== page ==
4. Spirited vs fully committed. Fully committing to a turn means the only fully controlled possible outcome of the turn is the one line you choose, and typically is cause by excessive entry speed. This leaves no reaction time or braking zone for emergencies/unknown variables, and increases the risk dramatically for all drivers in the area. You should never fully commit to an unsighted turn, and only consider fully committing to turns that have full visibility throughout the entrance and exit.
                  5. Fatigue and spirited driving: fully focusing on repeated turns approaching the limit of a vehicle's capability can wear on a driver quickly in an uncontrolled environment (read: not a race track). The ability to be prepared for unusual circumstances can lessen, and getting lax on safety can creep up on even an experienced driver with little warning. A varied pace can keep a driver sharp and prepared for anything.
                  6. Proper gearing and feathering the throttle. Balancing the vehicle in the proper gear through a corner allows for both deceleration and acceleration, and ensures the tires don't unpredictably loose grip. In most cases, gentle throttle is required entering and through the apex, and more throttle can be applied after the apex while steering lock is rolled off.
                  7. When entering turns never begin on the yellow or white line. How your car reacts to initial turn in can help your judge the grip levels through the rest of the turn, and the paint or areas to the right of the white line may have dirt or grime which may cause decreased grip or through off your expectations. Always do your best to not have a loaded tire touch any paint on the pavement, which means that during right hand turns the white paint or shoulder grime typically has little impact. During right hand turns, using the shoulder to the right of the white line is typically only preferred if safety is greatly increased by using it compared to not using it. During left hand turns, the shoulder should be avoided in almost all circumstances.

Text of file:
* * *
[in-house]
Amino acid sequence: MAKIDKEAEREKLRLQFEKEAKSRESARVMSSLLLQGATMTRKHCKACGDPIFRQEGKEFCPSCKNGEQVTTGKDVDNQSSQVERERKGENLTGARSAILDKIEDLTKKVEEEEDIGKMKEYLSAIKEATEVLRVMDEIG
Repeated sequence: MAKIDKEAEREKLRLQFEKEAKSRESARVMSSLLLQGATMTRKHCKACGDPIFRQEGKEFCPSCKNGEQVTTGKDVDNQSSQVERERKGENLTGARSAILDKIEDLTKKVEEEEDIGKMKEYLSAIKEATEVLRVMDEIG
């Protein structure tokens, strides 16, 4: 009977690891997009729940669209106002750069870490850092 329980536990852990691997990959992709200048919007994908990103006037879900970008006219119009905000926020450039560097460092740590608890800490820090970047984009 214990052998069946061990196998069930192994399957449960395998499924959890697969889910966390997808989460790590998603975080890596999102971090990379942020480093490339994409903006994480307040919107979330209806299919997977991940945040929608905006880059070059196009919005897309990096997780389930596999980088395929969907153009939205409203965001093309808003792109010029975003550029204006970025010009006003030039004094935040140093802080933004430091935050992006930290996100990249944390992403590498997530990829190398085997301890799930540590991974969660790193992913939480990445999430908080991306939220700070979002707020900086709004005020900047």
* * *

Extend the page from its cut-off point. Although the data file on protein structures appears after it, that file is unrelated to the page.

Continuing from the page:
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                  • #10
                    Awesome write up Aaron ...!!!!!
                    MY'03....Silverstone / Red Loaded with "Whistles, Bells & Toys"....







                    Life's journey is not to arrive @ the grave safely, in a well preserved body, but rather to "skid" in sideways, totally worn out, shouting"...holy sh*t...what a ride!"

                    Comment


                    • #11
                      A couple of points from someone who has led and followed in groups.
                      1. More than about 10 cars is extremely difficult to keep together, especially in towns. (Ask me about S2KDAYS Las Vegas!)
                      2 The people in the rear of a group have to drive much faster just to keep up most of the time. This is due to the accordian effect of a group. One person gets a tiny bit behind and everyone behind them also gets a tiny bit behind. Two or three people do that and the last person is now quite a bit behind. Now they have to fly to catch up.
                      3. When accelerating after a slow section (end of town, slow zone, etc.) remember that accordian effect and don't just take off. Your group will really get stretched out if you do. And the tail will, once again, have to fly to catch up. I often slowly accelerate to about 5 MPH under the speed limit and watch my rear view mirror to see when the entire group is pretty much back together, then accelerate to my final speed.
                      Just a couple of thoughts for the leader to increase awareness of what the tail is going through. I highly recommend that if you usually lead a group, that you try the tail a couple of times. Can be an eye opener.
                      sigpic
                      Pacific Northwest Chapter Guru, 9 years running!